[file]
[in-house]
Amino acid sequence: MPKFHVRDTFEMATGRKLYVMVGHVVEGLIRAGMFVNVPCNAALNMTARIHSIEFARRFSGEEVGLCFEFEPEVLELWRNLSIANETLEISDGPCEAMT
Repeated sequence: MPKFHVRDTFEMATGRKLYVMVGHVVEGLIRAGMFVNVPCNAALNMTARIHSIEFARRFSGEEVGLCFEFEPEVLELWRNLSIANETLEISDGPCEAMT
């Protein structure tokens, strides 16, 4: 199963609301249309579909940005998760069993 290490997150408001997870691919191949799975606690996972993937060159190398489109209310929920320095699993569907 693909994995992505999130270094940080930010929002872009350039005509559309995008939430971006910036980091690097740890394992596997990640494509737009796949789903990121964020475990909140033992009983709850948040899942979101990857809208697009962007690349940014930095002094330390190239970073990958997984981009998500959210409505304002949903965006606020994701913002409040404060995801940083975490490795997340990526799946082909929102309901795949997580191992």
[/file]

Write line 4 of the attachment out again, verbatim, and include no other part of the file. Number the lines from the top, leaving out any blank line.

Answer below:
């Protein structure tokens, strides 16, 4: 199963609301249309579909940005998760069993 290490997150408001997870691919191949799975606690996972993937060159190398489109209310929920320095699993569907 693909994995992505999130270094940080930010929002872009350039005509559309995008939430971006910036980091690097740890394992596997990640494509737009796949789903990121964020475990909140033992009983709850948040899942979101990857809208697009962007690349940014930095002094330390190239970073990958997984981009998500959210409505304002949903965006606020994701913002409040404060995801940083975490490795997340990526799946082909929102309901795949997580191992």